Immigration Reform Dealt Another Blow

[Content Note: Anti-immigrant sentiment; racism.]

So, last November, President Obama announced a series of executive actions on immigration that were to provide at least temporary relief to nearly five million undocumented immigrants in the US and shield immigrant and migrant children from deportation if they were brought into the US without documentation. Despite the fact that conservatives immediately began caterwauling about executive overreach, the President was obliged to take executive action to address immigration because Congress refused to do it. In fact, Congressional Republican leadership explicitly and publicly urged the President to take executive action when they didn't want to take a position.

In December, Judge Arthur Schwab, a Republican-appointed judge in a federal court in Pennsylvania, turned a pretty typical immigration case into a referendum on the constitutionality of President Obama's executive actions on immigration policy, in order to declare aspects of them unconstitutional. "declared aspects of President Obama's executive actions on immigration policy unconstitutional."

Then, in February, after 26 states said they wanted to bring a lawsuit against the Obama administration to halt the executive order, US District Judge Andrew Hanen blocked the President's executive actions to give those states "time to pursue a lawsuit that aims to permanently stop the orders."

The Justice Department appealed the ruling, and, yesterday, a federal appeals court denied the administration's request to lift the hold imposed by Judge Hanen.
The ruling comes in a lawsuit filed by Texas and 25 other states against actions President Obama took in November. Many of the initiatives were scheduled to take effect this month.

The appeals court found that the states had sufficient legal grounds to bring the lawsuit and that the administration had not shown that it would be harmed if the injunction remained in place and the programs were further delayed.

...In a statement, Ken Paxton, the attorney general of Texas, said Mr. Obama had tried to impose "a drastic change in immigration policy" without the consent of Congress. The appeals court decision is "a victory for those committed to preserving the rule of law in America," Mr. Paxton said. "We will continue to fight the brazen lawlessness that has become a trademark of the Obama administration."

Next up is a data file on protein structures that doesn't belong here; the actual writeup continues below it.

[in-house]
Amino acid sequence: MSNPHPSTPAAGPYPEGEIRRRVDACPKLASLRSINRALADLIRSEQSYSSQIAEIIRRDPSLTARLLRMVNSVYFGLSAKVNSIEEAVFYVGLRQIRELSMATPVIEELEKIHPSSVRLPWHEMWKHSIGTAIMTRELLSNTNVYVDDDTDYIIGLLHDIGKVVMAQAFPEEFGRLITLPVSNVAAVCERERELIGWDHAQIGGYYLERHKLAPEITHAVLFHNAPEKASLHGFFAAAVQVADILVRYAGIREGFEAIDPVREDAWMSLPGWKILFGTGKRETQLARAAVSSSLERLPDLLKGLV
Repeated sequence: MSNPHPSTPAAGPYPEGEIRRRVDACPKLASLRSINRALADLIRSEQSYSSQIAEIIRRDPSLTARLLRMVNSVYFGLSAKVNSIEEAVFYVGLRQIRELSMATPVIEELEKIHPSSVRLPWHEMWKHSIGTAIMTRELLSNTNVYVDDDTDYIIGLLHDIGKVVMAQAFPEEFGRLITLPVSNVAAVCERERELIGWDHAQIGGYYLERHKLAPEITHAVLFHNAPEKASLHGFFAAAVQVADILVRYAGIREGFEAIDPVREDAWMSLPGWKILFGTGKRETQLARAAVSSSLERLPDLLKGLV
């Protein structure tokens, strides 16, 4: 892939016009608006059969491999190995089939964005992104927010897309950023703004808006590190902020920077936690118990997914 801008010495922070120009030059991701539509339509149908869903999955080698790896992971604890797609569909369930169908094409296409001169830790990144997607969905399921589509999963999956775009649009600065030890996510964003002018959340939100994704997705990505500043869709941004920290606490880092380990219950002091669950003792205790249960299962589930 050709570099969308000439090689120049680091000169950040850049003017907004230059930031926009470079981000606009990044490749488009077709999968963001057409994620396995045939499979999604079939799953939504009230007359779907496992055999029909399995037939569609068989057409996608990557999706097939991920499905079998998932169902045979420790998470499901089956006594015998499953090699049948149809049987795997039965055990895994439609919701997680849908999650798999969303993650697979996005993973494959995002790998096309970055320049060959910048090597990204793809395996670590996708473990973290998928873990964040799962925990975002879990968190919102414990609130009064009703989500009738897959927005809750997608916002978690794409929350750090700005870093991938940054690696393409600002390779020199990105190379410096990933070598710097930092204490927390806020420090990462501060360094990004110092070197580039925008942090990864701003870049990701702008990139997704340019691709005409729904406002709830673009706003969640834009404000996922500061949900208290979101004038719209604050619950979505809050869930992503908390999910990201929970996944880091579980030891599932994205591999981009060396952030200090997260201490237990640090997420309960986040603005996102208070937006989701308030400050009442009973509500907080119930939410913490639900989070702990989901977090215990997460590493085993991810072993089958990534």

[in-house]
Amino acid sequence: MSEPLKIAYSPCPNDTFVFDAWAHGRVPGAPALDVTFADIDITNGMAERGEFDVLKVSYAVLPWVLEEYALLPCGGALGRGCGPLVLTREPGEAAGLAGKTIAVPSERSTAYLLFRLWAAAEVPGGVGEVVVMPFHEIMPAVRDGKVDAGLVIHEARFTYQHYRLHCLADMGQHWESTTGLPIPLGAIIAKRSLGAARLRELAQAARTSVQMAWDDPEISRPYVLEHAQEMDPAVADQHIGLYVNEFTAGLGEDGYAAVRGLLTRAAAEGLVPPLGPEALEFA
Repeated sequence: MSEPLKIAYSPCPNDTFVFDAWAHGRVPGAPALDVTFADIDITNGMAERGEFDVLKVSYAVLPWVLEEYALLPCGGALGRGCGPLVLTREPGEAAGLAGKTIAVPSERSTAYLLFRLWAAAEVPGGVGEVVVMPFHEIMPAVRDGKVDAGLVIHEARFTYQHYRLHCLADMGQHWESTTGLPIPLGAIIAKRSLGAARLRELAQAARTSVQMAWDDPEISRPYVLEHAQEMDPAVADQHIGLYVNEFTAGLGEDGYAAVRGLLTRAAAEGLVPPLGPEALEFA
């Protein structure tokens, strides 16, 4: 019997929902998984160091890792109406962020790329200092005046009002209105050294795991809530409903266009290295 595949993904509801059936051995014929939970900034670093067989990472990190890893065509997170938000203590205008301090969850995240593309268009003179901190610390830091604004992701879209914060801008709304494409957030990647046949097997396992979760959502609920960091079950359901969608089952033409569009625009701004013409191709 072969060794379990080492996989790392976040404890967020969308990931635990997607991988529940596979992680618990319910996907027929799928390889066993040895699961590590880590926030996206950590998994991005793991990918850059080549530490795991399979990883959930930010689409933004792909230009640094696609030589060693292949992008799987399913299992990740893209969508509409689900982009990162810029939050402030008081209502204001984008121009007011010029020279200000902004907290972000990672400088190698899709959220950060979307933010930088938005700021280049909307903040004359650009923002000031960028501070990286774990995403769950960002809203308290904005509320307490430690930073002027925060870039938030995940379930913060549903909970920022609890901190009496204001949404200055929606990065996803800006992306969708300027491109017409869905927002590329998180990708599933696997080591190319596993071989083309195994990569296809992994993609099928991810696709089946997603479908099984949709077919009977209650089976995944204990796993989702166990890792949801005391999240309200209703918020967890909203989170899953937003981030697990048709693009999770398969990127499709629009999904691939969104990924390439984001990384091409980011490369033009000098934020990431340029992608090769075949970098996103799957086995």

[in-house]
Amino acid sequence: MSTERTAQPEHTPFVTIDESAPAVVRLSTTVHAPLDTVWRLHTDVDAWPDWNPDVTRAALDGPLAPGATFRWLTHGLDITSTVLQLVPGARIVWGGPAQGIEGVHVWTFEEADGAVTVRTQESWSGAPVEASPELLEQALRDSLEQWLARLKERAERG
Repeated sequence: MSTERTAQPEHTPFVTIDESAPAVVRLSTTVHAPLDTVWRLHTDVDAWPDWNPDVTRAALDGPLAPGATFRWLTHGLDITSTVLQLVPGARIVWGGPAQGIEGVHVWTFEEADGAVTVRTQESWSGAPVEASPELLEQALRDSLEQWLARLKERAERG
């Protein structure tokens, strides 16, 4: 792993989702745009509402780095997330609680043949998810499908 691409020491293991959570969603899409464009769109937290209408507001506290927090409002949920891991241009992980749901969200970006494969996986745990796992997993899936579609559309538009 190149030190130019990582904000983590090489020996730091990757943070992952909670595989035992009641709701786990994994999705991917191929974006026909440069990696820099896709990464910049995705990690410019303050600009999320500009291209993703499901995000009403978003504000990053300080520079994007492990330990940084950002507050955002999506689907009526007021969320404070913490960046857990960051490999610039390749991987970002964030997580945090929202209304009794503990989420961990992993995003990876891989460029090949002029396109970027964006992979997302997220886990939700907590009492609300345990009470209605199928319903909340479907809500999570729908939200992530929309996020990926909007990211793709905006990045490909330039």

...In the 70-page opinion, two judges wrote that Texas had shown it would incur significant costs in issuing driver's licenses to [undocumented] immigrants who would be allowed to stay in the country.
So, to recap: Congress refuses to take action on immigration reform; Republican leadership tells Obama to do it via executive action; Obama issues executive order; conservatives do everything in their power to stop executive order and whinge about "brazen lawlessness," despite the fact that it ain't liberals who have traditionally argued for a strong unitary executive and that President Obama was doing what the legislature refused to do.

Meanwhile, an injunction is granted because it might cost Texas some money to issue driver's licenses to undocumented workers. (Okay.) And the administration couldn't prove "it would be harmed if the injunction remained in place," but never mind the millions of undocumented immigrants who are harmed by these delays.
Marielena Hincapie, executive director of the National Immigration Law Center, said that part of the intent of the lawsuit was "to delay, to confuse and to instill fear" among immigrants. "The consequences are devastating," she said. "Our communities suffer every single day." She acknowledged that carrying out the programs would be "a harder challenge for our communities" after long delays.
And there you have it.

The truth is, there are plenty of politicians in this country who want undocumented immigrants and migrant workers to be here but only if they are undocumented and are thus exploitable. They don't want to give them rights in exchange for their labor, and they certainly don't want to give them a livable wage, because that would be bad for business.

Profits over people. As usual.

And they justify this heinous position with lies about undocumented workers who don't pay taxes, and ghost stories about undocumented workers who rape and murder (white) citizens, and concern trolling about how undocumented workers harm documented immigrants and their families.

Anything so that we might ignore that undocumented workers are humans, vulnerable humans, more likely to be exploited and harmed than hurt anyone else.

People who work here and live here and pay taxes here and make a life here deserve the rights we all (are meant to) enjoy. It's really just that simple. At least, it should be.

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